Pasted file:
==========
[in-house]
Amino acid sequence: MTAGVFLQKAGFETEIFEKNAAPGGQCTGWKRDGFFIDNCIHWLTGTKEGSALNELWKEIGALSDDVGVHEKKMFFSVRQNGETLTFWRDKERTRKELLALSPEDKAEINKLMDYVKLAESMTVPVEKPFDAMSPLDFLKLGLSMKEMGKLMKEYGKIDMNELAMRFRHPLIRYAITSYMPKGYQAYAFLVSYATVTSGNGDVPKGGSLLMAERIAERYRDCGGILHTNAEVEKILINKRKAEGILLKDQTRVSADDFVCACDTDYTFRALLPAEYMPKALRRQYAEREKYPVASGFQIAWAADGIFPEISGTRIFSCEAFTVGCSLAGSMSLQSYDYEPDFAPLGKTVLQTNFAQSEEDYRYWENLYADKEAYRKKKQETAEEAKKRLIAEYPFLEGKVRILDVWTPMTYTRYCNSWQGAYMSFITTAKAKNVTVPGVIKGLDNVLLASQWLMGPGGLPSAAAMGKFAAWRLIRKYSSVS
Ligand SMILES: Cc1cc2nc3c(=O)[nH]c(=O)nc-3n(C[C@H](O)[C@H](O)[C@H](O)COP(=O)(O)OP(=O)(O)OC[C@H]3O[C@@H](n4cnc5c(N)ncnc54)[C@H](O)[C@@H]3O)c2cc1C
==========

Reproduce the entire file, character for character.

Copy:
[in-house]
Amino acid sequence: MTAGVFLQKAGFETEIFEKNAAPGGQCTGWKRDGFFIDNCIHWLTGTKEGSALNELWKEIGALSDDVGVHEKKMFFSVRQNGETLTFWRDKERTRKELLALSPEDKAEINKLMDYVKLAESMTVPVEKPFDAMSPLDFLKLGLSMKEMGKLMKEYGKIDMNELAMRFRHPLIRYAITSYMPKGYQAYAFLVSYATVTSGNGDVPKGGSLLMAERIAERYRDCGGILHTNAEVEKILINKRKAEGILLKDQTRVSADDFVCACDTDYTFRALLPAEYMPKALRRQYAEREKYPVASGFQIAWAADGIFPEISGTRIFSCEAFTVGCSLAGSMSLQSYDYEPDFAPLGKTVLQTNFAQSEEDYRYWENLYADKEAYRKKKQETAEEAKKRLIAEYPFLEGKVRILDVWTPMTYTRYCNSWQGAYMSFITTAKAKNVTVPGVIKGLDNVLLASQWLMGPGGLPSAAAMGKFAAWRLIRKYSSVS
Ligand SMILES: Cc1cc2nc3c(=O)[nH]c(=O)nc-3n(C[C@H](O)[C@H](O)[C@H](O)COP(=O)(O)OP(=O)(O)OC[C@H]3O[C@@H](n4cnc5c(N)ncnc54)[C@H](O)[C@@H]3O)c2cc1C